Read - Italian online magazine with articles about a wide range of topics, in particular current affairs in Italy and in the world. They also provide a newsletter with updates. - online articles and videos about what’s happening in Italy and in the world - a collection of main Italian online newspapers such as La Gazzetta, Ansa, Il Messaggero, Il Corriere etc. - cool website with articles and stories about specific words in Italian, about their history and how the meaning changed. Useful to extend your vocabulary!

Listen podcasts in English and Italian with a focus on specific grammar points and way of using tenses etc. - practice your Italian with free podcasts
(though you can pay for transcripts and exercises)- there are different levels. - another good website with podcasts and videos - YouTube videos of songs in Italian and lyrics - to practice your
comprehension and your... singing skills! - this website allows you to scroll through a huge list of radio stations which you can listen to streaming live. This is the list for Italy. The most popular stations in Italy
are: Radio Italia, RDS, RTL 102.5, Radio Deejay, Radio 105, Rai Radio Uno, Radio Kiss Kiss, Radio 24 Il sole 24 ore ? GUARDA:
Celebrities speaking Italian
Colin Firth - interview in Italian

Promotional video to encourage secondary-school students in the UK and Ireland to study Italian at university - website with short videoclips from Italian movies and TV shows
with subtitles - however you need to subscribe to have full access. - excellent Youtube channel made by a native Italian teacher explaining grammar for advanced students with videos


NETFLIX and AMAZON Prime offer a lot of Italian dubbed and subtitled films and series. There a few Italian movies there as well, suggestions are:
 L’uomo senza gravità (magic realism film)
 La mafia uccide solo d'estate (comedy, crime)
 Roberto Saviano: uno scrittore sotto scorta (documentary on Roberto Saviano)
 Slam (teenagers film)
 Benvenuto Presidente! (comedy)
 First team:Juventus (only if you’re a Juventus supporter!)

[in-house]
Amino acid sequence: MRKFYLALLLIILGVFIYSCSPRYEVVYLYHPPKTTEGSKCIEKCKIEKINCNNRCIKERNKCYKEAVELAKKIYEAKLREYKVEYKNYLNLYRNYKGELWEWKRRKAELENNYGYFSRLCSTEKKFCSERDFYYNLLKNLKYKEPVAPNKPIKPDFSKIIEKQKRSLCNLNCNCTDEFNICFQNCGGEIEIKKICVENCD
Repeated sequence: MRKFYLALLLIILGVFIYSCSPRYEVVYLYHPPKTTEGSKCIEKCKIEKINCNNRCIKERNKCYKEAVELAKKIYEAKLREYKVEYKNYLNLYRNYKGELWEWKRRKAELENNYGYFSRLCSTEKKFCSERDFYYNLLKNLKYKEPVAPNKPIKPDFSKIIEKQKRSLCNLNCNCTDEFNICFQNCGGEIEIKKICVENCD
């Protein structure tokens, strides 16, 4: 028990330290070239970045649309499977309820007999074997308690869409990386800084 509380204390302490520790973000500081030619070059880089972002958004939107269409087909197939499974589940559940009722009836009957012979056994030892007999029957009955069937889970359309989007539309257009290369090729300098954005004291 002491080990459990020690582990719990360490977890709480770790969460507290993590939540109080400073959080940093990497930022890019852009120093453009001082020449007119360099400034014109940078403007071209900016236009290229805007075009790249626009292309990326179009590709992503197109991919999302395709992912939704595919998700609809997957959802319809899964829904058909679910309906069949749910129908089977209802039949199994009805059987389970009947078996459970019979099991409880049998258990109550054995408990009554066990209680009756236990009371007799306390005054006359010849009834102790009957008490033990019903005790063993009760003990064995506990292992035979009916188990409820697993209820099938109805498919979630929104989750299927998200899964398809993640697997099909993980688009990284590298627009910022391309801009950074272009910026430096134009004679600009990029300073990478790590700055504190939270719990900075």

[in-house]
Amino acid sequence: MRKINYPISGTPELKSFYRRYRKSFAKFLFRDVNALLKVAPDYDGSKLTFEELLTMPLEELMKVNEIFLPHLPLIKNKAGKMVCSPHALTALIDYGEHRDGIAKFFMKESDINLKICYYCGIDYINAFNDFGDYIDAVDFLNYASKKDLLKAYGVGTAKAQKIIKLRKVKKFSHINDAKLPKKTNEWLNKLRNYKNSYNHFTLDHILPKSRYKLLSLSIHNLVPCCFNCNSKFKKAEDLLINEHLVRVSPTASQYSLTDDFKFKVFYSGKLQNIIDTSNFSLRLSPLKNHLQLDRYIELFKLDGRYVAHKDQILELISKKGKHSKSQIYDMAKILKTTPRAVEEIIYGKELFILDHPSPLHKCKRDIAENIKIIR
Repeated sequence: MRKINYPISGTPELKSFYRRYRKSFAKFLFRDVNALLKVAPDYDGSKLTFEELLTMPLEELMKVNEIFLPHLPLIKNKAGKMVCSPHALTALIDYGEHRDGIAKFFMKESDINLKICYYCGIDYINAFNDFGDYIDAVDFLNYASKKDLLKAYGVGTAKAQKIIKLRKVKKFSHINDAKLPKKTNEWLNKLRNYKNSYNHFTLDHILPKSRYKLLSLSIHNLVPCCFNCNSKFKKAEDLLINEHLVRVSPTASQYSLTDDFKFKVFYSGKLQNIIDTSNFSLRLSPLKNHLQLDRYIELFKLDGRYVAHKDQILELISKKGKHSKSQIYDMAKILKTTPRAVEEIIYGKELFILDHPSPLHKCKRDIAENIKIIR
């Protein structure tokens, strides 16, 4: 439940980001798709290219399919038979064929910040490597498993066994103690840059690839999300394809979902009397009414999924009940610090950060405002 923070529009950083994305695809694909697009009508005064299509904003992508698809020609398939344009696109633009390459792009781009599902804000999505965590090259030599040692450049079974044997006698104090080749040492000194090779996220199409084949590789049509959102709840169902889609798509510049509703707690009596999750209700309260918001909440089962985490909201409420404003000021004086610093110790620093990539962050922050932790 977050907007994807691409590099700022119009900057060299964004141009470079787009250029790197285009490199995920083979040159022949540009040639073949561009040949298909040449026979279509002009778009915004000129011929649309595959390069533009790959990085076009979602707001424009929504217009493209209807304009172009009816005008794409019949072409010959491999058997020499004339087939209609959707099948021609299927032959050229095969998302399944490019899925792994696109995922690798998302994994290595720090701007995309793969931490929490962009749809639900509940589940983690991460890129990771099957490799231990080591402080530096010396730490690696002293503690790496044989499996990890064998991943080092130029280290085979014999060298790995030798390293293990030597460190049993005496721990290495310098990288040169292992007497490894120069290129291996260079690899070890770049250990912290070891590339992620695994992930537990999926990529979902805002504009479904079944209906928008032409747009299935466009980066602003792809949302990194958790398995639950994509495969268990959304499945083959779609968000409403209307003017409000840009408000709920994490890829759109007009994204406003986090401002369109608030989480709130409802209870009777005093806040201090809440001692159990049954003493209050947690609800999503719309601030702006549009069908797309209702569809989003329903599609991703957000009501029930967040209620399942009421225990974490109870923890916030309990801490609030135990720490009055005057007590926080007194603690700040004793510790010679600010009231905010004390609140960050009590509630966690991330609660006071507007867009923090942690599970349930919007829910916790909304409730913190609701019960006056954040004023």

Speak - list of questions divided
by level, it would be good to answer those questions and record yourself on your phone/laptop. Don’t
worry if you make mistakes. This will help you get “into the mood” for the Speaking exam.
Write - Useful advice on how to practise writing skills in simple ways
My suggestion?- have a diary/journal in Italian to record your day to day activities (what you did, what you watched, what you ate etc, with of course your opinions! ) Add your plans for the next day/week using future tense too. You can also use the questions list from the speaking link (see above) and answer them in writing.

Preparation for A levels 

Another suggestion could be to start practising your essay skills and vocabulary by writing short paragraphs in Italian on (possibly Italian) books or films you have recently read/watched and your opinions on those, basically like a personal review.


Interactive grammar exercises: and

Websites to practise listening, reading and grammar, with some nice bits on Italian culture - you can check the conjugation of verbs if you’re not sure! - sets of vocabulary lists which you can learn and practice
in preparation for the A level course - the vocabulary is English/Italian so it’s good for translation too - excellent website with a variety of online and interactive exercises to practise all your skills and your grammar practise translation and vocabulary here - some
translationa exercises English -Italian which you can then check

Apps - Best Apps to Learn Italian
Duolinguo is my favourite (you can choose language and they test your level to see where to start from)- it also gives you the chance to practise speaking and pronunciation.